The Factory Records logo by Peter Saville. Continue Reading…
Classic records lost in time and format, re-emerged as Pelican books. Brilliant!
While there are many references on the web stating that the Death’s Head insignia was designed by long time “Frisco” Hells Angels President Frank Sadliek, Sadliek himself claims this is untrue. The image which appears on the membership card, as well as other Hells Angels ephemera, was drawn in 1953 by a man whose real name is lost or unknown, but was known to those at the time as “Sundown”. Frank had the original printer’s negative from which the “Frisco” Hells Angels membership cards were offset printed. This may be the reason for the attribution. The logo seems to have been inspired by the insignias of the 552nd Medium Bomber Squadron and the 85th Fighter Squadron from WWII (pictured above).
I was chatting with an architect friend of mine on the weekend — as we watched our one-year-old daughters unleash havoc upon the playground — about the social component of architecture, that as an architect you are responsible for creating an environment and that your design ultimately has a direct affect on how how people interact within it. He related to me two scenarios: The first one was of a courthouse that was rebuilt and after some time in the new building, it was noted that there were less instances of cases getting sorted out pre-trial, and so, as a result, the courts themselves were much busier. What was theorized was that the lobby of the old courthouse had been adorned with Neoclassical columns allowing for the attorneys from the two sides of a case to step aside and make discreet last minute negotiations that had thus avoided the need to stand before the judge. The new facility, with its cleaner more open entrance way, did not accommodate for such exchanges and therefore more people were doomed to have their day in court.
The 2nd example he gave was of a multi-disciplined research facility. The different departments had been originally quite segregated with separate entrance ways and staircases. But the new design featured a central staircase that all personnel used to access their labs. What began to happen was that researchers from different fields would run into each other coming and going from their days and, in the discussion that ensued, interdisciplinary connections and discoveries were suddenly being made that had previously gone completely unnoticed.
In thinking of these two scenarios this evening and how, just as in architecture, as web designers we can put up unintended barriers to information, or create unpredicted niche communities or a tool that gets used for an unforeseen purpose. What always needs to be accounted for is the human variable and despite all the efforts of content strategists and usability engineers, the main secret weapon in creating a successful website will always be flexibility and a willingness to adapt to your users’ needs.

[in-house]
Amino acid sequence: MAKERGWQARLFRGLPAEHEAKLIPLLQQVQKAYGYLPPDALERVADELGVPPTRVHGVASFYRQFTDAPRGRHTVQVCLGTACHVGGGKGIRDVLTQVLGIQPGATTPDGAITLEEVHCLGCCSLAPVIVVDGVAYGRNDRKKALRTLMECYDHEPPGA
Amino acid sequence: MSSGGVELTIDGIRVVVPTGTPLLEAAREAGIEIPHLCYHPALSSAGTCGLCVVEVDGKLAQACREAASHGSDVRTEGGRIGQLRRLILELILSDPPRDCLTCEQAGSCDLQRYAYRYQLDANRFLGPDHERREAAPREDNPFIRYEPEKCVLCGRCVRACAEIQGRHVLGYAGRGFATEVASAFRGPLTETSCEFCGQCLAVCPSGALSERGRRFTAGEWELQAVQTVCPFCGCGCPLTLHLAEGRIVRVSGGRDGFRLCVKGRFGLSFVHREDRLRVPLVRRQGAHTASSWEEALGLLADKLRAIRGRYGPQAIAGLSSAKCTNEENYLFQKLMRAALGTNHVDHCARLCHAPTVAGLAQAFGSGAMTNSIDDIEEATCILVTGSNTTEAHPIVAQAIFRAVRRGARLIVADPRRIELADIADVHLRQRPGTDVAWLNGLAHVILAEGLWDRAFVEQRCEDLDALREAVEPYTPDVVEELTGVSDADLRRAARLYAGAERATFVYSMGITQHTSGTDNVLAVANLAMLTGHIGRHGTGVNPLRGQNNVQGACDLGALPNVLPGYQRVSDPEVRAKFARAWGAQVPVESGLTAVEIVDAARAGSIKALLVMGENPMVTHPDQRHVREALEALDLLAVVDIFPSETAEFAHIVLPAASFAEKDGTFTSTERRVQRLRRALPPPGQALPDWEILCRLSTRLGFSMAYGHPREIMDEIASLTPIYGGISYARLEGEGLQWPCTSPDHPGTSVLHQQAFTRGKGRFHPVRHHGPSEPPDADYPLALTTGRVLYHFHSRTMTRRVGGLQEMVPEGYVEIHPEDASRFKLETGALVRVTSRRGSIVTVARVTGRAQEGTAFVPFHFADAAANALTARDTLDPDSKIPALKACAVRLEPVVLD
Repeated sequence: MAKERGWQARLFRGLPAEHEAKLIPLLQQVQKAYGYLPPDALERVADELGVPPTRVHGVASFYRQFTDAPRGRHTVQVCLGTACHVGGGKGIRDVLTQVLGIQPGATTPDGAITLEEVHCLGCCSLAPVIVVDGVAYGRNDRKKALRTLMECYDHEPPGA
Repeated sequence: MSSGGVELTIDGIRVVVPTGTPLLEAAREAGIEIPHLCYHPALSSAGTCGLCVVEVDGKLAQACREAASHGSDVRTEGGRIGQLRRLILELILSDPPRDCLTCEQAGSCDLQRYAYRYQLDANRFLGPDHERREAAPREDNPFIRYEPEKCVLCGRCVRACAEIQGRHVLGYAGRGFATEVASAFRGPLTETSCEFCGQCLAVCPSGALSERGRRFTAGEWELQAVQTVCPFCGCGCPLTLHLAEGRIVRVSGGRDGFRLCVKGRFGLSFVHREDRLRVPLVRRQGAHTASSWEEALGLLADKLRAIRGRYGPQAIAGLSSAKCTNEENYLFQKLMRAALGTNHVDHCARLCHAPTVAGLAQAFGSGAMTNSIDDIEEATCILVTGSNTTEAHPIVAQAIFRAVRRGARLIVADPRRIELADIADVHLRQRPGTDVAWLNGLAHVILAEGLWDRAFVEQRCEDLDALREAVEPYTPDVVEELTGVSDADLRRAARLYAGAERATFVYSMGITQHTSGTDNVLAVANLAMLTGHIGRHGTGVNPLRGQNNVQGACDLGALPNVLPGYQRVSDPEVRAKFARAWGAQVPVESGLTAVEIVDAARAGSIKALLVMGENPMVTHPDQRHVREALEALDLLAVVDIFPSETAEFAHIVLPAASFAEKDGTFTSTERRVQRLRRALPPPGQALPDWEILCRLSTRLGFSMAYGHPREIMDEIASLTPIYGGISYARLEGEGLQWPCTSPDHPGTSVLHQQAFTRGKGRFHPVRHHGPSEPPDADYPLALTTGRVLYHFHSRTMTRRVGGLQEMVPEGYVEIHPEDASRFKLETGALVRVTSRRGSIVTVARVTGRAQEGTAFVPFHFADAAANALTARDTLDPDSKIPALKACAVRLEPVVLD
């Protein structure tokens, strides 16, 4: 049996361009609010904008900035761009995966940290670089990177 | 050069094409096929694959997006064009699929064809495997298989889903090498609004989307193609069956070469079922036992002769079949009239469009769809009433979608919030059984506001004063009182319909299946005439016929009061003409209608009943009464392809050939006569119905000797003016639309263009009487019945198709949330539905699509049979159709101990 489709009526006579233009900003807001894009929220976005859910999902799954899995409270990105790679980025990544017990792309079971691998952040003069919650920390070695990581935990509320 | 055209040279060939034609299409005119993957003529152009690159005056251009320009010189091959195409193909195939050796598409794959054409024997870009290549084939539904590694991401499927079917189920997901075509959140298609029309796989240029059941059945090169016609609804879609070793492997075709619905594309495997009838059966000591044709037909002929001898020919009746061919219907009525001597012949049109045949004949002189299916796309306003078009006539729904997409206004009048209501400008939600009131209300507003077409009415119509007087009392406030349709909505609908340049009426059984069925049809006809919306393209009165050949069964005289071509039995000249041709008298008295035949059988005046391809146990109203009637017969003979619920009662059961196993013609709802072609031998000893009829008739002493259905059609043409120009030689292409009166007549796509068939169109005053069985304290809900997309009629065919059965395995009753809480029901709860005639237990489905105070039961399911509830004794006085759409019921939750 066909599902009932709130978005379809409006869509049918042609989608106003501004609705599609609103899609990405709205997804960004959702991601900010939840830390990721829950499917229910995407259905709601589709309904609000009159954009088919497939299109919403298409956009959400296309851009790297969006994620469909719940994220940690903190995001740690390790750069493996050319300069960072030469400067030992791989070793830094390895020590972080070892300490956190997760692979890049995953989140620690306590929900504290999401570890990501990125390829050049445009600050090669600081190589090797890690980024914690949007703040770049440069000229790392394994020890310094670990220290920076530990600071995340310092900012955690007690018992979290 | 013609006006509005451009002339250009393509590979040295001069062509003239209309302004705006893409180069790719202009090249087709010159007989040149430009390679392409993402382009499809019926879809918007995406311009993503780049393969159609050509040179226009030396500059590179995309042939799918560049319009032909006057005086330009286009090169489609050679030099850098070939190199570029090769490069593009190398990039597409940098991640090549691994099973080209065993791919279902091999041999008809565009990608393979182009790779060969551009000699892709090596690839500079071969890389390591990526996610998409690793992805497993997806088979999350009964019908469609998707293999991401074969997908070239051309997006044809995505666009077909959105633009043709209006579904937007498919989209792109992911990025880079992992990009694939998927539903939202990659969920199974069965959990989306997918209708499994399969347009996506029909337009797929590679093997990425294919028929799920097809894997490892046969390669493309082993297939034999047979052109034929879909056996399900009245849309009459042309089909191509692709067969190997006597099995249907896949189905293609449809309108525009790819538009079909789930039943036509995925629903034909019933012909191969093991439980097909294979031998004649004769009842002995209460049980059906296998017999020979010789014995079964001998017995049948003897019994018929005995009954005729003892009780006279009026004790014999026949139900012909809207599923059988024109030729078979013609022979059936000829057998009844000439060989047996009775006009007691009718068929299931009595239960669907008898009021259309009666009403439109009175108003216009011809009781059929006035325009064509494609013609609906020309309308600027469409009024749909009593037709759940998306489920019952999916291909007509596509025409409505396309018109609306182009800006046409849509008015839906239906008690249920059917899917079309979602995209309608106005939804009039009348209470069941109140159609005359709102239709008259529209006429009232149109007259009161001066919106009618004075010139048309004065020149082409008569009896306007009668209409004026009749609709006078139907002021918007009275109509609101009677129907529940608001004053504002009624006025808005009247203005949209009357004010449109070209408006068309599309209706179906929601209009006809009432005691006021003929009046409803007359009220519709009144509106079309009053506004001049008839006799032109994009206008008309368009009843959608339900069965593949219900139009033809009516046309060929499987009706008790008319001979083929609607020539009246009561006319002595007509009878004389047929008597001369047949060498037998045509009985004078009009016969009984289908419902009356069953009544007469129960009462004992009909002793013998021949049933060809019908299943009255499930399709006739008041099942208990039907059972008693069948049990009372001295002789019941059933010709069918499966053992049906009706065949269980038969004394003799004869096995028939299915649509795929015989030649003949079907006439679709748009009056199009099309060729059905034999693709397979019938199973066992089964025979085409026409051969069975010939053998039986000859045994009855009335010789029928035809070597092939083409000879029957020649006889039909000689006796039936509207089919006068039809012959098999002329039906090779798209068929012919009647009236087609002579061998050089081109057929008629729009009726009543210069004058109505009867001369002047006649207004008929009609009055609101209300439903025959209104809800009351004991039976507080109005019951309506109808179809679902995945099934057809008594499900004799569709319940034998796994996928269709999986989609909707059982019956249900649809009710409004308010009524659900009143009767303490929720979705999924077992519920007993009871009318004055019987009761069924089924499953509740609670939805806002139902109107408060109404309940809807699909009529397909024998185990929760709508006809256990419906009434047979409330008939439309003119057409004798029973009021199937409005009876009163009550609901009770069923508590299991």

“Working in the early 1960s with wide strips of cellophane packing tape, Brakhage captured fleeting things — among them, blades of grass, pieces of flower petals, dust, dirt and the diaphanous, decapitated wings from insects. His process revolved around using the tape to produce a series of facsimile filmstrips: wider than the elegant Super-8 that was his hallmark medium (Mothlight, a mere three minutes in length, was actually shot on 16mm) but long and geometric: they’re a suite of attenuated rectangular portraits. The idea of using adhesive tape as a photographic medium (which is effectively what it is, capturing something in time on a single surface) represents the kind of visual simplicity — indeed, the sheer brilliance — of one man’s indefatigable effort to visualize an idea. It is, in a word, astonishing.”
“Among modern artists I conceptually identify with Jackson Pollock – not that I’m a particular fan of his visual style, but because he always identified himself as a painter, even though a lot of the time his brush never hit the canvas. There’s something in that disconnect – not using a brush or tool in traditional methods.”
“Pollock might argue that it’s the process of abstraction that’s dynamic, not the end result, which in his case is a static painting. In my own work, the end result is never static; by making room for as many anomalies as possible, every composition generated by the programs we write is unique to itself. I’ll program the “brushes,” the “paints,” the “strokes,” the “rules”, and the “boundaries”. However it is the software that creates the compositions — the programs draw themselves. I am in a constant state of surprise and discovery, because the program may structure compositions that I may never have thought of to execute or might take me hours to create manually.”
I was quite taken tonight by the cover of Criterion’s re-issue of Paul Schrader’s Mishima. Interestingly, from what I’ve found online, not everyone approves, my favourite pan being “this thing reminds me of the make-up gun that Homer invented in that Simpsons episode.”
The design is by Tadanori Yokoo, a Japanese graphic designer, illustrator, printmaker and painter who was not just a contemporary of Mishima’s but also a friend and collaborator (he actually makes a brief appearance in the movie). All of which makes his contribution of the DVD art appropriate not to mention that his design and art are fantastic. A decent survey of his work can be found with a Flickr search.